Spasticity is a common MS symptom that manifests itself an uncommon ways. For example, I experience a band of tightness around my rib cage most every night. It's as if someone took a belt and pulled it as tightly as possible. I can actually feel the difference between the muscles in spasm and the normal ones surrounding it.
My neurologists theorize that the problem is caused by thoracic lesions on my spinal cord that are too small to show up on an MRI. From my perspective, I don't care as much about why it happens as I do about how to remedy the situation. The good thing is that it seldom happens all day. I notice it most when I'm trying to fall asleep at night. My approach is to combine traditional and alternative medicine to help make me comfortable. I take 20 mg of an anti-spasmodic medication called Baclofen along with 50 mg of an older, anti-depressant called amitriptyline that reduces neuropathic pain. On top of this, I add deep breathing and relaxation techniques. By trying to slowly expand and contract my rib cage, I can get my muscles to stop contracting as hard.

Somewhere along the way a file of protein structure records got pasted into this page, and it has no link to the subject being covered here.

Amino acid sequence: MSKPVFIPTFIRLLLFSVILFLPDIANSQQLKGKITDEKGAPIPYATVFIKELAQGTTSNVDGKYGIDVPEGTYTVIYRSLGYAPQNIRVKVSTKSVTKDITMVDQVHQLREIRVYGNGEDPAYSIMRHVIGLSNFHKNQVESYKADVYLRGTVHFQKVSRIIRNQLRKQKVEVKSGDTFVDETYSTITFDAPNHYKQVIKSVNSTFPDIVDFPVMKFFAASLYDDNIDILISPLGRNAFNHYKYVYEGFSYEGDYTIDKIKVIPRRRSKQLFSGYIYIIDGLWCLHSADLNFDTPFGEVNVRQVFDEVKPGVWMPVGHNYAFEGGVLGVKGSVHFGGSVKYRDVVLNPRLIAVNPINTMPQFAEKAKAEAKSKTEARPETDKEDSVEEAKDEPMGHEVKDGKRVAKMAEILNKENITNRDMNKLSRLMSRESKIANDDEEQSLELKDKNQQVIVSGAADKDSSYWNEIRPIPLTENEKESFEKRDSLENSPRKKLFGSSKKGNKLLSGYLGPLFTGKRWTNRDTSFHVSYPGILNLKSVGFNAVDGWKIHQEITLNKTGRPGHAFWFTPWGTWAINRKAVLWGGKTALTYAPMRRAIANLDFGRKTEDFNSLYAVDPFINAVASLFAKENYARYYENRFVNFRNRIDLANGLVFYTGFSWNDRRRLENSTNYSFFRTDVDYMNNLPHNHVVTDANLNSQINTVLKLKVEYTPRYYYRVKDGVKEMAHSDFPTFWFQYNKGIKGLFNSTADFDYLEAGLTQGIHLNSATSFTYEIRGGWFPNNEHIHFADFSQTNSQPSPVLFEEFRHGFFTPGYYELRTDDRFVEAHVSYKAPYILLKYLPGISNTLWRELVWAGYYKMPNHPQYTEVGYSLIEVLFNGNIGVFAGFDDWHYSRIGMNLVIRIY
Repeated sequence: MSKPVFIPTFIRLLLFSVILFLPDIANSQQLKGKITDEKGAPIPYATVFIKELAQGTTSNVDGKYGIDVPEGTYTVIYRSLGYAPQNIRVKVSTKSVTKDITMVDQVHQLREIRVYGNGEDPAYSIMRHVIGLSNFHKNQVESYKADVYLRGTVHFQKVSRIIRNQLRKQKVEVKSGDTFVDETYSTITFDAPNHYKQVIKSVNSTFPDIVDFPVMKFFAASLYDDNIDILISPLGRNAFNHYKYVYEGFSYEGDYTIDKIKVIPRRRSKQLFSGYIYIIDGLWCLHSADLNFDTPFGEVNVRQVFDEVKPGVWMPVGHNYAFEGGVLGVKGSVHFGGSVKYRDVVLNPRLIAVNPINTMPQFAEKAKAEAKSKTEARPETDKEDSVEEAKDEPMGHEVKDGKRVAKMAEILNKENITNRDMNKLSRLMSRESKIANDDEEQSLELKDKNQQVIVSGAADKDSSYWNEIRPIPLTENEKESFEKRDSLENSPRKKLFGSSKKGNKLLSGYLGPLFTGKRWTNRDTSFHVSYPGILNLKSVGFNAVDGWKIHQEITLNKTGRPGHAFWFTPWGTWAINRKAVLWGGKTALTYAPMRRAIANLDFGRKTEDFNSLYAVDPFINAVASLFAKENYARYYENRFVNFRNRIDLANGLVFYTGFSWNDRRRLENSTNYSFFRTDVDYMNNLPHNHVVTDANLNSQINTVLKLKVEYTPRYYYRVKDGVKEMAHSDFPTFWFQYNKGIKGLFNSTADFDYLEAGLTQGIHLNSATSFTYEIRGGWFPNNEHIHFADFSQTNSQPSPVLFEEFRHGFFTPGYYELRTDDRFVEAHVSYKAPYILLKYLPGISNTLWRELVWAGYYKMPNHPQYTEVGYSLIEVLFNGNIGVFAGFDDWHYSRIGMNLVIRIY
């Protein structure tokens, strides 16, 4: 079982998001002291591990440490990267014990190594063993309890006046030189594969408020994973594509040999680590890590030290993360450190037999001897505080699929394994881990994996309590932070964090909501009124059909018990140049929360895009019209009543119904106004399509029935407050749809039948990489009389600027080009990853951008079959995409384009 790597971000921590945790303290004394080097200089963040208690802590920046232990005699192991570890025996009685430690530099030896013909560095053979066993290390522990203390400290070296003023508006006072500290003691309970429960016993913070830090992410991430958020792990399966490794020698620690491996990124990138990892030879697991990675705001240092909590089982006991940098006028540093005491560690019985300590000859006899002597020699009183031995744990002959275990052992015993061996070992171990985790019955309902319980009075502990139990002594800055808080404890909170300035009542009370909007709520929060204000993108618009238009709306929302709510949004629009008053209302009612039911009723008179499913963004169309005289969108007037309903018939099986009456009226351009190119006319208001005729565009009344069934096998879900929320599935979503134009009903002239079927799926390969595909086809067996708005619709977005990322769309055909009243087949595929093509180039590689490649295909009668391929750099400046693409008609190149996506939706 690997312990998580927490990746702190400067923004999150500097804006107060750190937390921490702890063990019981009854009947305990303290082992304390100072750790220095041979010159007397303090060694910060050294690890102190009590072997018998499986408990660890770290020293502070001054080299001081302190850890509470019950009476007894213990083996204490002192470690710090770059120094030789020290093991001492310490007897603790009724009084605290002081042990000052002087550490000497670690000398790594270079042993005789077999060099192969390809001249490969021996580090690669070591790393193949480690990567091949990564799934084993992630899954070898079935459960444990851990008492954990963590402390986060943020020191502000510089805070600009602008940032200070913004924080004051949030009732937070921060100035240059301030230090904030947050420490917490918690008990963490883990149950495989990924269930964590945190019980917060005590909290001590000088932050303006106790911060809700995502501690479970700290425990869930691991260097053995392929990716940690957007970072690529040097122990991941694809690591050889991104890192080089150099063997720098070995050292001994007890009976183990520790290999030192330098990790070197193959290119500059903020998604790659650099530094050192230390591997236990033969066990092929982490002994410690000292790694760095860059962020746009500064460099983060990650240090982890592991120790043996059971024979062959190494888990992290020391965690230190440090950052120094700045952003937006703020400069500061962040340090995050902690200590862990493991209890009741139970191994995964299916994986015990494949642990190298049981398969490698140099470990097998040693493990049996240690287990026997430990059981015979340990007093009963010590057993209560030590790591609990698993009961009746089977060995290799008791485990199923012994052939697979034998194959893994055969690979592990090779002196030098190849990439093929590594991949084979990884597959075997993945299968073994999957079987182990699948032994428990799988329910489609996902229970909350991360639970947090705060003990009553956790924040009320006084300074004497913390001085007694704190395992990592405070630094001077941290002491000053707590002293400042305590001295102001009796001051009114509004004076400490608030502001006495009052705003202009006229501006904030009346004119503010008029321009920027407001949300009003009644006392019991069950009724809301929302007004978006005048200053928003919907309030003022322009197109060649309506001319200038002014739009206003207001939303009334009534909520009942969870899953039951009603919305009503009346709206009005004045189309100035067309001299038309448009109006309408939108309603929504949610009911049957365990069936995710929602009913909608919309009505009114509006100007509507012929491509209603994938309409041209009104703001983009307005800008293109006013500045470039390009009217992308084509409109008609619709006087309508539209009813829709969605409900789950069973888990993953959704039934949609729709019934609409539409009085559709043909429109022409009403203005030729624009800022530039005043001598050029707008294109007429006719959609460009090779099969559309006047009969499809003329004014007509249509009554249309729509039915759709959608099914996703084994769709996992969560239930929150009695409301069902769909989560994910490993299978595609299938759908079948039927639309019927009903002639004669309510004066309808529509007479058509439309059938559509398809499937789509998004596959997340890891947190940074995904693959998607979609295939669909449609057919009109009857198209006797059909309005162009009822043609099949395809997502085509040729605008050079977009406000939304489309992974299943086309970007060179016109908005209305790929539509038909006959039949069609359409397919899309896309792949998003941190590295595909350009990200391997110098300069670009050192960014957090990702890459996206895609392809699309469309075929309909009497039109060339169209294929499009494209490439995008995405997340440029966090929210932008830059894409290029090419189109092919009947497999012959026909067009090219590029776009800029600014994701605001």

General books on MS that I've come across describe this phenomenon as the "MS hug." I can assure you that it doesn't feel like any hug I've ever had. I am thankful that mine is lower than where the bottom of my bra sits. Other women have told me how awful that is. They avoid wearing their boulder holders unless they're out in public. It's bad enough to have MS, but who wants to explain that your boobs are saggy because wearing a bra is far too painful. That reminds me that I had a mammogram yesterday, but that's a whole other story.